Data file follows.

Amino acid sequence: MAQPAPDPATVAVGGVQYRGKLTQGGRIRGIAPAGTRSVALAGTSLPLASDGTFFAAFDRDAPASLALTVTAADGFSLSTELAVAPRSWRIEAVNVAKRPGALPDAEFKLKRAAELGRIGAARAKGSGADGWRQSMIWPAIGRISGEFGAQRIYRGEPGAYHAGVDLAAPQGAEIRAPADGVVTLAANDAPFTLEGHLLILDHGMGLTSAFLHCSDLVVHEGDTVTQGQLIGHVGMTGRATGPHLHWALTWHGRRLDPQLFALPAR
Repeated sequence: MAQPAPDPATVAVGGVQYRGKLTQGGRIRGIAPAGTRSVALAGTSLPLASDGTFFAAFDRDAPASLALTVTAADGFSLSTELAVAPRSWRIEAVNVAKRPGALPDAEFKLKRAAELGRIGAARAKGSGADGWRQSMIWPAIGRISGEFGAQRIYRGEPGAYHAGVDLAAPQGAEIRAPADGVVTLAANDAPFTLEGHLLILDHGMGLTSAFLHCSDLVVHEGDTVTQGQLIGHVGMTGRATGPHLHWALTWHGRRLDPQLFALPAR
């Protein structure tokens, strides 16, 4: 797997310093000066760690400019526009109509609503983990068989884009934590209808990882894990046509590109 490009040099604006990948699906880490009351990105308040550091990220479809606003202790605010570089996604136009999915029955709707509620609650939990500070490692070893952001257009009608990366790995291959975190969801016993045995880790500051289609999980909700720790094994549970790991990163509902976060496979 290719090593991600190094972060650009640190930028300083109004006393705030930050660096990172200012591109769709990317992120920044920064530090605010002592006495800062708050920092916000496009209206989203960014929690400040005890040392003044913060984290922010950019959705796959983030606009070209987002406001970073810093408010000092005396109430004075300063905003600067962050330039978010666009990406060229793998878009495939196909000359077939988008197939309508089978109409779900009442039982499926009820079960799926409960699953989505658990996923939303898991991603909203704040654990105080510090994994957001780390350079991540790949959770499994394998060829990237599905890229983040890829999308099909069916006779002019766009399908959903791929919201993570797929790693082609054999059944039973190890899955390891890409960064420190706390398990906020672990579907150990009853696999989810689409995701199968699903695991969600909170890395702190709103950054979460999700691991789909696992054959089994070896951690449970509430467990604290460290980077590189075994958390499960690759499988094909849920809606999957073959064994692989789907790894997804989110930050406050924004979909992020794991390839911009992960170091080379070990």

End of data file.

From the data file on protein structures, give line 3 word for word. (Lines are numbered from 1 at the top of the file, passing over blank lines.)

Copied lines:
């Protein structure tokens, strides 16, 4: 797997310093000066760690400019526009109509609503983990068989884009934590209808990882894990046509590109 490009040099604006990948699906880490009351990105308040550091990220479809606003202790605010570089996604136009999915029955709707509620609650939990500070490692070893952001257009009608990366790995291959975190969801016993045995880790500051289609999980909700720790094994549970790991990163509902976060496979 290719090593991600190094972060650009640190930028300083109004006393705030930050660096990172200012591109769709990317992120920044920064530090605010002592006495800062708050920092916000496009209206989203960014929690400040005890040392003044913060984290922010950019959705796959983030606009070209987002406001970073810093408010000092005396109430004075300063905003600067962050330039978010666009990406060229793998878009495939196909000359077939988008197939309508089978109409779900009442039982499926009820079960799926409960699953989505658990996923939303898991991603909203704040654990105080510090994994957001780390350079991540790949959770499994394998060829990237599905890229983040890829999308099909069916006779002019766009399908959903791929919201993570797929790693082609054999059944039973190890899955390891890409960064420190706390398990906020672990579907150990009853696999989810689409995701199968699903695991969600909170890395702190709103950054979460999700691991789909696992054959089994070896951690449970509430467990604290460290980077590189075994958390499960690759499988094909849920809606999957073959064994692989789907790894997804989110930050406050924004979909992020794991390839911009992960170091080379070990």